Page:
For a month we have been establishing our research in Delhi, India, with the help of the Right Livelihood College research grant from LUCSUS. We are seeking to investigate the impact that large scale retail in fresh produce, emerging rapidly and contentiously in India at present, may have on small agricultural producers. Since India’s agricultural production and the livelihood of the majority of its rural population depend on small scale production, and since a majority of production is performed by women, the question of market and asset access is a social question. The intention of the RLC grant is to support research connections with former Right Livelihood Award Laureates. We have established a connection with two Right Livelihood Laureates whose work, very relevant to our research interest, has also helped steer our question towards a pertinent governance and policy question. In Delhi, we have been meeting with Dr. Vandana Shiva and her organization Navdanya. Dr. Vandana Shiva has invited and encouraged us to spend a longer period of time in Dehradun to study the work that Navdanya pioneers with local farmers – and the model of organic production and retail which they advocate. First established in Ahmedabad by Ela Bhatt, SEWA (standing for the Self Employed Women’s Association) has been working for close to four decades to enhance woman’s capacity to access financial assistance, training, market outlets, land resources and self organization. We have been in correspondence with Ela Bhatt and have visited SEWA’s centre in Ahmedabad. Since its formation SEWA has branched out into independent sibling organizations located diversely throughout the country. Both sources have inspired us to pursue and question the role of cooperative arrangements, and the more recent phenomenon of producer companies, as a means of mitigating the impacts of large scale retail on small-scale producers and as a means of enabling access to new supply chains on more equal terms.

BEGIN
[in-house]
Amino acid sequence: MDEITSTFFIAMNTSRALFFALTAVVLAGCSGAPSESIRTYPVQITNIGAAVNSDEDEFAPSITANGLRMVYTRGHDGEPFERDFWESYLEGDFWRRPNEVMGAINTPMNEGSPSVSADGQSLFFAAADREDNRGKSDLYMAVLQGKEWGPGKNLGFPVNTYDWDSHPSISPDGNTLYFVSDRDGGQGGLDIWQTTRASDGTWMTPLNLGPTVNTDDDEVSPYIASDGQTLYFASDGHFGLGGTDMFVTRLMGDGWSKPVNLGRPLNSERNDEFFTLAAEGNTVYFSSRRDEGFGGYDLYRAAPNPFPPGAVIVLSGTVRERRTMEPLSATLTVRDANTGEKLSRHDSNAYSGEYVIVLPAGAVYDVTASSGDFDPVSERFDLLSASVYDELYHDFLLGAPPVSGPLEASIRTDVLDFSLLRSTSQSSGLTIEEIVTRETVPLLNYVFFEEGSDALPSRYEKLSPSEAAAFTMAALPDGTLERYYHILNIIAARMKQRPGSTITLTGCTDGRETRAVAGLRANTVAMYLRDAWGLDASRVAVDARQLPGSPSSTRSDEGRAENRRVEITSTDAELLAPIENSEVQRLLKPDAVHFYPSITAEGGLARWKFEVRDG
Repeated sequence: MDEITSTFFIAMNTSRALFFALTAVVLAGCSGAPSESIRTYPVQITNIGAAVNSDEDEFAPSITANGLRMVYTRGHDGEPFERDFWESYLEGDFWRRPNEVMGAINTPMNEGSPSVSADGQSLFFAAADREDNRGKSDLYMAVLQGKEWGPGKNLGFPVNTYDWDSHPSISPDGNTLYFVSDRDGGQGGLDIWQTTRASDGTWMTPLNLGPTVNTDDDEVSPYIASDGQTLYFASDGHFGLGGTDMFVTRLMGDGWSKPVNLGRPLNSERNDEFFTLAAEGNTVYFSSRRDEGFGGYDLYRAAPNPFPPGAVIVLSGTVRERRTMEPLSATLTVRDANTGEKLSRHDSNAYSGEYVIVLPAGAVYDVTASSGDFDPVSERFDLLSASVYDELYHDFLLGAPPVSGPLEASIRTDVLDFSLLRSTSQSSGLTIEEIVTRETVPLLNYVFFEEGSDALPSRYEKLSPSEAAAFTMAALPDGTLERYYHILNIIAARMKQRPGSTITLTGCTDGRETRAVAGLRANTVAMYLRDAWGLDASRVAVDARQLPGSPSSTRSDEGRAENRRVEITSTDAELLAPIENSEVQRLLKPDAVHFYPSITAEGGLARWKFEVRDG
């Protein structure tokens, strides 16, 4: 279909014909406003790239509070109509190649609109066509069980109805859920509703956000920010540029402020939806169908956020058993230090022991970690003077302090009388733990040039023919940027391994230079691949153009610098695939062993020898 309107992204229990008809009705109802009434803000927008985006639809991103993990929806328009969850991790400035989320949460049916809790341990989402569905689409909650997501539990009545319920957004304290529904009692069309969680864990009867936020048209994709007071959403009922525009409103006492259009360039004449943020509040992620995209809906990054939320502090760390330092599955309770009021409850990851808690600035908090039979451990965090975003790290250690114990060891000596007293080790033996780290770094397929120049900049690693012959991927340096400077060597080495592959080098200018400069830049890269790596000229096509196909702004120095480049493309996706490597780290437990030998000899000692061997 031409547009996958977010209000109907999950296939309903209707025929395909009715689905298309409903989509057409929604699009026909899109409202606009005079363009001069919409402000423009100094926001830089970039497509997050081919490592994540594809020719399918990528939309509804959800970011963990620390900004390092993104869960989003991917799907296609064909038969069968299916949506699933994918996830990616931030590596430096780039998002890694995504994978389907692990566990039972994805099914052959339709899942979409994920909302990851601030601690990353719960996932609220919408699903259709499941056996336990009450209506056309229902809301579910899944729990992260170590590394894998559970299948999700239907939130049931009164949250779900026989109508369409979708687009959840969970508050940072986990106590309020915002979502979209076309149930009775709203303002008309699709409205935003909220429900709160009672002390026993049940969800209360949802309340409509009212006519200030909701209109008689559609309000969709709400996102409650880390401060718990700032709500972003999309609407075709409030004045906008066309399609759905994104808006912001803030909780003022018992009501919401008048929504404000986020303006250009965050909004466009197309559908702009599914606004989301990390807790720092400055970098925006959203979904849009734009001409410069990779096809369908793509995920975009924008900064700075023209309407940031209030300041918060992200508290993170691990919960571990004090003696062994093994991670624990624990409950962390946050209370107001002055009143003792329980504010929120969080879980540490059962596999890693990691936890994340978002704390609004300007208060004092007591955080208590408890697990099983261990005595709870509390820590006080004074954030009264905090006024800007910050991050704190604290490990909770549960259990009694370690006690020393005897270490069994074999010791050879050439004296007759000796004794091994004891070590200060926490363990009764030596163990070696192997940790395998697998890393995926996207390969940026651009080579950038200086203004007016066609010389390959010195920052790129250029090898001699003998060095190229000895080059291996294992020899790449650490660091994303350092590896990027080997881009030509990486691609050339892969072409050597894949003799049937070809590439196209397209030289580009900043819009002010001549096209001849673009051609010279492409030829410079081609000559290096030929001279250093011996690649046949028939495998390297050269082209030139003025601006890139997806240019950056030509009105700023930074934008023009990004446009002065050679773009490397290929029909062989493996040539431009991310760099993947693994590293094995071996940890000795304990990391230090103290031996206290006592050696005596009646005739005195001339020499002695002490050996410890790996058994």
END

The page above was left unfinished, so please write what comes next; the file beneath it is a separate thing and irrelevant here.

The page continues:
Social Movement Strategies for a Paradigmshift towards a Post-Growth Economy.